Tuesday, March 29, 2011

Linked Data for News - An Update on IPTC and Semantic Web Technologies

At the IPTC's most recent face-to-face meeting in Dubai, much of the discussions revolved around Semantic Web technologies. The big news was that the IPTC voted to approve Draft 0.1 of rNews, but this wasn't the only matter discussed.

As I blogged about before, the news standards body has been looking at three areas and how they relate to news:

I chair the IPTC's SemWeb group. Here is the first in a short series of posts on where each of these areas stand and how you can get involved.

The Semantic Web
Semantic Web technologies extend today's web with machine readable information and links between data and services. The "Semantic Web" has also been termed "The Giant Global Graph" and "Web 3.0", amongst other names; there are several different theories about exactly what it is and exactly how to get there.

IPTC News Codes using Linked Data
The IPTC has explored the technical aspects of representing news codes using the technologies and conventions of Linked Data.
Link by manel
Linked Data is a set of best practices for publishing data using a subset of Semantic Web technologies. The IPTC News Codes are a set of metadata taxonomies designed for use by the news industry. The codes are already expressed in machine-readable XML, using IPTC's in G2 KnowledgeItem mechanism; it seemed a natural fit to explore expressing the news codes using the Linked Data principles.

Inspired by this IPTC work, MINDS (an association of European and US news agencies) and the IPTC have been mulling a joint project based on Linked Data for news. At the Dubai meeting, I reviewed the presentation I gave in February 2011 to MINDS about IPTC's Semantic Web and Linked Data work. There's a MINDS meeting in London the week of March 14th, so I expect we will learn more about any joint work.

The Chain by intherough
If you'd like to access the IPTC news codes in SKOS (not to mention XHTML and G2) then visit and find out more about their full content-negotiation glory.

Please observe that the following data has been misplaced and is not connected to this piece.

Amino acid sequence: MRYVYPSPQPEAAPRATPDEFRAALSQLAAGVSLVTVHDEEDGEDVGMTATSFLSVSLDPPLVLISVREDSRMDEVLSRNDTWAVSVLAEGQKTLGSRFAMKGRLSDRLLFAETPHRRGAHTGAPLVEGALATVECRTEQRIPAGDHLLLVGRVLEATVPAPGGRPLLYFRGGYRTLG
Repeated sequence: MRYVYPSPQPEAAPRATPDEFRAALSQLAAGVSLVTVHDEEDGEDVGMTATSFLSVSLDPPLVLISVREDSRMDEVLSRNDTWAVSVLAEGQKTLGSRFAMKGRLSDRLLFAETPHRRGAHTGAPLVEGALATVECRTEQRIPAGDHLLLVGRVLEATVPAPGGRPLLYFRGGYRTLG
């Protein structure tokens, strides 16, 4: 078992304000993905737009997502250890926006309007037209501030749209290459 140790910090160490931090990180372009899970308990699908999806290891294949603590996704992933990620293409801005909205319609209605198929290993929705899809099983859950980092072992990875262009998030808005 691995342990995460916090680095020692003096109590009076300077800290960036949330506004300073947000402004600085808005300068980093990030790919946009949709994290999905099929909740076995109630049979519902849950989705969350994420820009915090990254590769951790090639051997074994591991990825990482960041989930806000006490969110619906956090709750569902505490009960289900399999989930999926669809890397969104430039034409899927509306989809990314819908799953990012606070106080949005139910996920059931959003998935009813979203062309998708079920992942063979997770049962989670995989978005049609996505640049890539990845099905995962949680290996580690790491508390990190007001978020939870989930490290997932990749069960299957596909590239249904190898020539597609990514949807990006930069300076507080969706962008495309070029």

Get Involved
You can get involved with the news codes work by contacting the IPTC; one easy way to do that is to join the news codes Yahoo! email list.

Thursday, March 24, 2011

BBC TV and Video Futures

The boffins at the BBC have been doing a lot of interesting work with an eye to the future of tv and video. And they have been kind enough to share a lot of their work via their blog.
Boffin by ajc1
A Connected Future for TV
Many TVs are able to connect to the Internet, either directly or via a plethora of IP-connected boxes. However, for most viewers, the Net is just a different way to receive programming - an alternative to cable, satellite or over-the-air broadcast channels. In March 2011, Roly Keating, BBC Director of Archive Content, used his keynote speech at the Digital Television Group's Annual Summit to describe his vision for Connected TV.
televsion by waltjabsco
For Keating, Connected TV means more than just video on demand or using your TV to browse the Internet. He would like to enrich the experience of watching TV by giving viewers the ability to explore topics in greater depth, by providing just-in-time context, by creating links between TV and Internet programming and viewers. To me, this means bringing the power of hypermedia to visual content, just as the web has brought hypermedia to text in recent decades.

Frame Accurate Video in HTML5
Dirk-Willem van Gulik, BBC Chief Technical Architect, reviews how he and his team have worked with the open source community to create frame accurate video editing capabilities using web technologies, specifically HTML5. This means that using off-the-shelf browsers, it will be possible to work on video at professional levels of precision, on virtually any kind of web-connected device.

At this point, the capabilities are only in the bleeding-edge versions of (certain) browsers. And the frame accurate browser facilities are just foundational; the actual tools to perform full-fledged video editing can be built on top of this platform, but don't exist quite yet, it seems. But I think it is great that the BBC have really invested in building out missing capabilities in open source tools that will ultimately benefit not only themselves, but may other publishers, large and small.

BBC's Technology Vision
Spencer Piggott, Head of Technology Direction for BBC Technology, reveals the BBC Technology Strategy. In a comprehensive set of bullet points in the linked powerpoint, he covers the plans for such topics as high definition, content acquisition, development platforms, transcoding, internet distribution, rights management and search, amongst many others.
Vision sign by hamptonroadspartnership
It is great to get this kind of insight into the BBC Technology challenges and plans. It would seem that the BBC boffins are working on lots of interesting things, which is reassuring.
Reassuring by arenamontanus